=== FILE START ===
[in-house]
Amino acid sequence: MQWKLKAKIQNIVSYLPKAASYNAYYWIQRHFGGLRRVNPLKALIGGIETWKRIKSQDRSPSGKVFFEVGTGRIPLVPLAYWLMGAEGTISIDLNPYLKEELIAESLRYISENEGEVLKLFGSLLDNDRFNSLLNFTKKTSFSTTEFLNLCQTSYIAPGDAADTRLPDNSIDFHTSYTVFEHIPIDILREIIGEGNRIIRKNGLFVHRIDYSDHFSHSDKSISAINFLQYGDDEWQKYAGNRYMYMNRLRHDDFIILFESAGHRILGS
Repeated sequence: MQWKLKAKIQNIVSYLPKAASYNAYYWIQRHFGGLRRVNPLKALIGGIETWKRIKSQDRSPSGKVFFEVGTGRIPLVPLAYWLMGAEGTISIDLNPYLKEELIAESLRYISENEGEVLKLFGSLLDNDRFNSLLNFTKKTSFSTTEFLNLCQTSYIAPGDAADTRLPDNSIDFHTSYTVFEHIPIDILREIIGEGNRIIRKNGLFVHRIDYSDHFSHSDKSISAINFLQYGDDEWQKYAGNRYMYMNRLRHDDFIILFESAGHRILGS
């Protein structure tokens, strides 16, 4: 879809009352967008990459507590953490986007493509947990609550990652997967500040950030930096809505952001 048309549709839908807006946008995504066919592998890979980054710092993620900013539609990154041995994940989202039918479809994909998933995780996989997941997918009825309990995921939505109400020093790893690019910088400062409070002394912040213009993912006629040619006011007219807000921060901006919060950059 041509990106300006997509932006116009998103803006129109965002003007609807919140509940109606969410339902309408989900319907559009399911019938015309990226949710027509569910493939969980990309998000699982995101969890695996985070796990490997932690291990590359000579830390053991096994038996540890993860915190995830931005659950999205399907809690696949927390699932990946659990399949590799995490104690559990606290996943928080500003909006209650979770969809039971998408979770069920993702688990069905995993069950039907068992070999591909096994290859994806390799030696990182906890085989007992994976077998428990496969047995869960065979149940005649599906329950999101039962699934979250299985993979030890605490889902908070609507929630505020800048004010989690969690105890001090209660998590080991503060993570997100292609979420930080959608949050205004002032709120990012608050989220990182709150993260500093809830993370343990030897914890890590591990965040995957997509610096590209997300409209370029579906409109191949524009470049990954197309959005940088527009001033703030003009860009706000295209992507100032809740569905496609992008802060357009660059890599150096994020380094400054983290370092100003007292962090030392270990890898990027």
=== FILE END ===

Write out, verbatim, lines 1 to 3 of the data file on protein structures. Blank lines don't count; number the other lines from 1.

[in-house]
Amino acid sequence: MQWKLKAKIQNIVSYLPKAASYNAYYWIQRHFGGLRRVNPLKALIGGIETWKRIKSQDRSPSGKVFFEVGTGRIPLVPLAYWLMGAEGTISIDLNPYLKEELIAESLRYISENEGEVLKLFGSLLDNDRFNSLLNFTKKTSFSTTEFLNLCQTSYIAPGDAADTRLPDNSIDFHTSYTVFEHIPIDILREIIGEGNRIIRKNGLFVHRIDYSDHFSHSDKSISAINFLQYGDDEWQKYAGNRYMYMNRLRHDDFIILFESAGHRILGS
Repeated sequence: MQWKLKAKIQNIVSYLPKAASYNAYYWIQRHFGGLRRVNPLKALIGGIETWKRIKSQDRSPSGKVFFEVGTGRIPLVPLAYWLMGAEGTISIDLNPYLKEELIAESLRYISENEGEVLKLFGSLLDNDRFNSLLNFTKKTSFSTTEFLNLCQTSYIAPGDAADTRLPDNSIDFHTSYTVFEHIPIDILREIIGEGNRIIRKNGLFVHRIDYSDHFSHSDKSISAINFLQYGDDEWQKYAGNRYMYMNRLRHDDFIILFESAGHRILGS